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Pearls of nature

The Solovetsk Islands

The Solovetsk Islands form an archipelago. It includes six big islands and several small ones.

The Solovetsk Islands are located near the Polar Circle, only 165 km away. Local climate is strongly influenced by the sea; that is why it is unexpectedly mild for the pre-polar zone. Average annual temperature here is +1,1C. It is a little bit higher than on the continent at the same latitude. The coldest month - February, but even in February the average temperature does not fall below -10C. All seasons on the islands are a little shifted; they are late for 2-3 weeks in comparison with the continent. Spring comes late. Summer heat delays approach of autumn. In winter the sea around the islands freezes, forming four - five-kilometer line of fast ice.

Due to the microclimate of the islands and the sea washing their coasts there are favorable conditions for development of many species of vegetation and fauna. Coniferous and deciduous woods prevail in the territories of the islands. Despite of the surrounding saline sea the islands have a lot of fresh water. There are 562 lakes different in size, form, colour, all of them are very picturesque. The fauna of the Solovki is not various, but rather numerous. Squirrels, hares, foxes and reindeer are most common here. The lakes are populated by perches, roach, pike, burbots. Seals, white whales are found in the sea. Rich algae plantations occupy the coastal line: kelp, fucus, ahnfeltia. They all have a great industrial value.

Development of these deserted islands of the White Sea began in XV century. Monks were the first residents here. In 1429 coenobites Savvaty and German landed and settled on the Big Solovetsk Island not far from Sekirna Mountain. The foundation of the Solovetsk Monastery was laid in 1436.

The Solovetsk Monastery played an important role in the history and culture not only of the Russian North, but also of the whole Russian State. During the first hundred years of existence the monastery intensively expanded its territories in Pomorye and by the end of XVI - the beginning of XVII centuries became the largest land owner of the North. Its lands were spreading along the White Sea coast from Arkhangelsk up to the Kola Peninsula; along the northern rivers Onega, Kem, Suma, Kereta. The monastery possessed rich economic base on the continent. The first constructions in the monastery were wooden, however, by the middle of XVI century stone buildings appeared. This stone construction began in the time of Philip (Kolychev), the monastery superior, later a well-known Moscow Metropolitan and a prominent public figure.

During four centuries, since XVI century, the Solovetsk Monastery was a frontier fortress and important outpost of the Russian State in the North. The Solovetsk Fortress more than once proved its fighting qualities. The Scandinavians, British and Danes were its main northern enemies.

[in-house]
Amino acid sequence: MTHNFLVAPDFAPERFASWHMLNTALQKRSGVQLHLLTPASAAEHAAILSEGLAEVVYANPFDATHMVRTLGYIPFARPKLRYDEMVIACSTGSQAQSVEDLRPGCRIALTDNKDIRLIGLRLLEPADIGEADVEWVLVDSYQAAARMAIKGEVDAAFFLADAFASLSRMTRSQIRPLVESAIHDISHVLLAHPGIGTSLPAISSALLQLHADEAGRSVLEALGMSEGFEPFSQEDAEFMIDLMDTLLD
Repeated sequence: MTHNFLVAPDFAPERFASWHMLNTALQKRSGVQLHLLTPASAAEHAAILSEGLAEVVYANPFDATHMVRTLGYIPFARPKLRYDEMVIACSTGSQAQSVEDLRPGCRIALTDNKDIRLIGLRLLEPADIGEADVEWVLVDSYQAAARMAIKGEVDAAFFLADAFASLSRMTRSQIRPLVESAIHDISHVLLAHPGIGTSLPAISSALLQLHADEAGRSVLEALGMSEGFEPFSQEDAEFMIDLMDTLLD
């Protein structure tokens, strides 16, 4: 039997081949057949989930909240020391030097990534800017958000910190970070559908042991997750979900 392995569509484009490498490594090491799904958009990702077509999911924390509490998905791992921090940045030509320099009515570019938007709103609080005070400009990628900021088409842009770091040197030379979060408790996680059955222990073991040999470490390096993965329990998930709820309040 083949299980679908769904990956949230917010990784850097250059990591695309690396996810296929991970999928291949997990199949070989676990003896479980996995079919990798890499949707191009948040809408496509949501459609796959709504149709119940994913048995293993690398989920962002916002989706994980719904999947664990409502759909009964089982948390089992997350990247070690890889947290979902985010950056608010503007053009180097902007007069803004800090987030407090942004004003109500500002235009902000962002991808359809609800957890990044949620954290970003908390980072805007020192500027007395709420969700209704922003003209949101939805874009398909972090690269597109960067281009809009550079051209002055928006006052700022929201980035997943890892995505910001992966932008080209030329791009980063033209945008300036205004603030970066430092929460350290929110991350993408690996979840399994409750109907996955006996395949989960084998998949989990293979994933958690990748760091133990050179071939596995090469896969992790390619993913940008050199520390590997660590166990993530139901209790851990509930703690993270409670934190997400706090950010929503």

In 1571 Swedish military ships appeared near the Solovetsk Islands. A voevode, four gunners, ten streletses, and also guns, cannon-balls, gunpowder and other ammunition were sent to the islands for protection. The monastery also built Sumsky, Kemsk and other fortresses for the same reason. The monastery streletses protected not only the islands, but also other coastal region territories. During the Pole-Lithuanian invasion (the beginning of XVII century) the monastery defended the North from the other direction. The monastery gave big sums to the state for assembling of troops and arming.

In the middle of XIX century the Solovetsk Fortress had to face an enemy again. In the summer of 1854 the English frigates came to the islands. Bombardment lasted for nine hours. The fortress stood firm under a hailstorm of cannon-balls from the ships. In 1855 English frigates came to the Solovki Islands again. The British made the monastery a number of demands. But the parley was no success. Today one can see an interesting historical monument with an inscription devoted to these events, 'The Parley Stone', placed on the seacoast, where the parley was held. Peter the Great visited the Solovetsk Islands twice. The monastery provided funds for Peter's Fleet construction, the monastery peasants served in Peter's Army. These Islands were the very starting point of Peter's legendary victorious campaign that was ended by a triumph on the Neva River. As a result Russia gained a way to the Baltic sea.

Since the time of Ivan the Terrible, during almost three and a half centuries there was a Solovetsk monastery prison where opponents of autocracy and official orthodox church were held. The tsar's prison on the islands ceased to exist only in 1903.

In 1920 when the monastery was closed the most valuable works of art were taken out from the islands and now they decorate the Armory Museum and Historical Museum in Moscow, Russian Museum in Saint-Petersburg. A part of art works is now shown at expositions of the Solovetsk Museum. During 20 years before the World War II the Special Solovetsk Camp operated within the precincts of the monastery. Outstanding representatives of Russian intelligentsia, writers, philosophers, engineers and clergymen languished here.

The Solovetsk Islands wrote their own glorious page of the WW II. In 1942 one of the first Sea Cadet's Schools of Russian Navy was organized here. It existed till 1945. More than 4000 sea cadets left this school.

The Solovetsk Fortress looks stately and powerful from the sea. Its unique silhouette cannot be easily forgotten. The Solovetsk Citadel represents a remarkable architectural ensemble. It is located on the coast of the cosy Blagopoluchiye Bay. Svyatoye Lake almost touches the walls from the east.

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